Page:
In common with the majority of people in this country, I believe the time for a referendum on our EU membership is long overdue.
What Britain voted in 1975 to remain a member of, the Common Market, in no way resembles the wholly integrated European Union construct that we are part of today. Whether one is in favour of or opposed to continuing in that project of ever closer union, we can all agree that the time for asking the people their say on this crucial issue is fast approaching.
The only way a referendum can include that wide array of opinion of course is to ask the people a clear and simple question - do they want the United Kingdom to be "in" or "out" of the European Union.
This leaves no wiggle room for politicians to fiddle with or manipulate the question to their liking.
For a referendum on renegotiating our EU relationship would do just that.
By hinting that the question might be along the lines of asking whether people want to see powers returned, David Cameron and his supporters are turning what should be an inclusive exercise in popular democracy into a party political objective.
I simply do not support a referendum that would essentially be based on the Prime Minister's ability - or lack of - to negotiate in Brussels.
His last attempt in December failed miserably.
Since then, he clearly told Greek voters to support parties that would save the euro via ever more savage austerity.
And he and the Chancellor, among others, are prepared to see Brussels take more powers over budgets and fiscal policy.
At this rate, there may be little point in standing for election in, say, Greece, Italy or Spain because the remaining powers left to elected representatives will be negligible.
An in/out referendum would unite people from all parties - or none - and from across the spectrum of opinion on the EU in its inclusive appeal.
It is why I am a supporter of the People's Pledge campaign, which counts many politicians from all different parties and well over 100,000 people among its signatories, in demanding a say on whether we stay in or get out.
Many in the Labour Party, from MPs to the grass roots, have backed giving the public this say, but most of the media have long been content to paint this debate as belonging to a right-wing ghetto.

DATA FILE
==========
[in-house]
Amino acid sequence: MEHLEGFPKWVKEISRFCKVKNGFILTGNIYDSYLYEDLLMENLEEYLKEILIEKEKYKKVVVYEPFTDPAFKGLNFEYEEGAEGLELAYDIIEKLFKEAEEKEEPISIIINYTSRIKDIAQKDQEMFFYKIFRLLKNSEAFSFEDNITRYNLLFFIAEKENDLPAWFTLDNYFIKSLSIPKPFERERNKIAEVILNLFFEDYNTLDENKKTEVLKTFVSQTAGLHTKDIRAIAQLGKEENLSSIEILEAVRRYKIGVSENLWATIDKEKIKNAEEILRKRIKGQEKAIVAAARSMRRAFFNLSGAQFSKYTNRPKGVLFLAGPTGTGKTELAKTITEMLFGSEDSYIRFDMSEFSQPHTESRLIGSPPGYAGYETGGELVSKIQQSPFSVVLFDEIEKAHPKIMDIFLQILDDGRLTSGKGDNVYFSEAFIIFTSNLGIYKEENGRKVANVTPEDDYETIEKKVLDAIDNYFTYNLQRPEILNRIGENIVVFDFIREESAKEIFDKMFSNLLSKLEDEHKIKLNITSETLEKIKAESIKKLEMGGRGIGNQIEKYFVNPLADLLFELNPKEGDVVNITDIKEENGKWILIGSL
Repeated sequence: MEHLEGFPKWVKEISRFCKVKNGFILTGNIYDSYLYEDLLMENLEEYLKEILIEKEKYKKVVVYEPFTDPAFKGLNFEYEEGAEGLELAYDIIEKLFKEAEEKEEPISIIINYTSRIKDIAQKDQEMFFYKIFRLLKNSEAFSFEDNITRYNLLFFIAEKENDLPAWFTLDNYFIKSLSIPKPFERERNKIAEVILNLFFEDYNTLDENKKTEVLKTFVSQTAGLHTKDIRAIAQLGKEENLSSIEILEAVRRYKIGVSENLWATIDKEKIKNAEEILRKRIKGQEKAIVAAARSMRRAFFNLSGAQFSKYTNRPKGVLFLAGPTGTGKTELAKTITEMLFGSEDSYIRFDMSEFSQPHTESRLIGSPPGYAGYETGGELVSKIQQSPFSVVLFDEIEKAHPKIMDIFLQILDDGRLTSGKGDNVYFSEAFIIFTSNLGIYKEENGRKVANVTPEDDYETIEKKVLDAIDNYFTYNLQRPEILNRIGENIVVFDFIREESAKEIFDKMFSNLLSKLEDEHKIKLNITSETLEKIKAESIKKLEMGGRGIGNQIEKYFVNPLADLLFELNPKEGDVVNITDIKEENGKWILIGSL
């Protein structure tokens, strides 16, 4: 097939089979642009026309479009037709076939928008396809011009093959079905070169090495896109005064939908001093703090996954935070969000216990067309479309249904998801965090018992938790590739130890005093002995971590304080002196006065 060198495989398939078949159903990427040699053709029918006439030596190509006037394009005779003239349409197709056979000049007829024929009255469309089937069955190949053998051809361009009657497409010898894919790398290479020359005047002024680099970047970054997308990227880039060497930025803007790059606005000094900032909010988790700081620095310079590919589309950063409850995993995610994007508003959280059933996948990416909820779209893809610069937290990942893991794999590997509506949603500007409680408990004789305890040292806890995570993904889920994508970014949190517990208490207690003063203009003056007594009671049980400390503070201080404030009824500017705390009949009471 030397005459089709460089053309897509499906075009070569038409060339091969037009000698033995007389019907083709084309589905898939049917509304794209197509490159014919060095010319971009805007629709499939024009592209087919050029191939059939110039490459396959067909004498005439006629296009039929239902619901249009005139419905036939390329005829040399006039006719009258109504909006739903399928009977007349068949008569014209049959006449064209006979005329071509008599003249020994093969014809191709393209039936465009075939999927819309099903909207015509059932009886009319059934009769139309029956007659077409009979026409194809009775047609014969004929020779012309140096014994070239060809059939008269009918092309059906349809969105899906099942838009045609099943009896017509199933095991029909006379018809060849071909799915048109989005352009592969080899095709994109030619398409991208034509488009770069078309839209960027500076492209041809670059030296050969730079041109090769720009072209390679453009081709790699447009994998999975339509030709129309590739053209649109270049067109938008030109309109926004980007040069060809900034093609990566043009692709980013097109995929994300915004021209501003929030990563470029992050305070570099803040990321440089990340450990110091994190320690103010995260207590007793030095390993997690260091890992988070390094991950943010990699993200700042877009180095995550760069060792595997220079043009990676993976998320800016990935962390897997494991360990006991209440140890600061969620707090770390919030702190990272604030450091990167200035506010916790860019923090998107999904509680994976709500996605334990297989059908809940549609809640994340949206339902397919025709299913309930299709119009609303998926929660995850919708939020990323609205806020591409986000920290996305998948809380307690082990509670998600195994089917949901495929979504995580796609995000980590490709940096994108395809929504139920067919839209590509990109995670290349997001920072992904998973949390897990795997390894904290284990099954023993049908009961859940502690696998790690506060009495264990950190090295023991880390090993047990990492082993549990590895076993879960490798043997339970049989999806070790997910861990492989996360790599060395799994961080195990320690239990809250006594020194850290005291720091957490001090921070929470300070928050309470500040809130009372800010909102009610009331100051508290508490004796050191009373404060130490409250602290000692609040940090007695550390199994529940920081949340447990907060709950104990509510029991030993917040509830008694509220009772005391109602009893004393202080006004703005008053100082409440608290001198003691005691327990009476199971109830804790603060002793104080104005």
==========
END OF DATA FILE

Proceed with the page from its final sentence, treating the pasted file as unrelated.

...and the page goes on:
It has languished there for too many years, excluding the left from taking part. Such arrogance from the Westminster elite wilfully ignores public opinion on this issue.
On Europe, it is the British Establishment that is out of touch.
A token, piecemeal referendum on renegotiation will neither please nor fool anyone.
Poll after poll has showed overwhelming support for an in/out question.
The idea that we should have a two-part referendum on changing our current relationship, without first knowing the exact deal the Tories would be seeking on the whole country's behalf, is nonsensical and would have little public support.
There is a huge range of views among British voters on our relationship with the EU. But asking an in/out question is clear and accountable.
I have a duty to my constituents to ask them fair and square whether they want to stay in the EU or not.
We have a collective duty to settle this whole question once and for all. The public deserves clarity.
A referendum is about taking a debate that has long been the domain of political elites to the people and including them in the conversation.
Renegotiation is about reserving that conversation for the elite. I know which one I would prefer.
John Cryer is Labour MP for Leyton and Wanstead.
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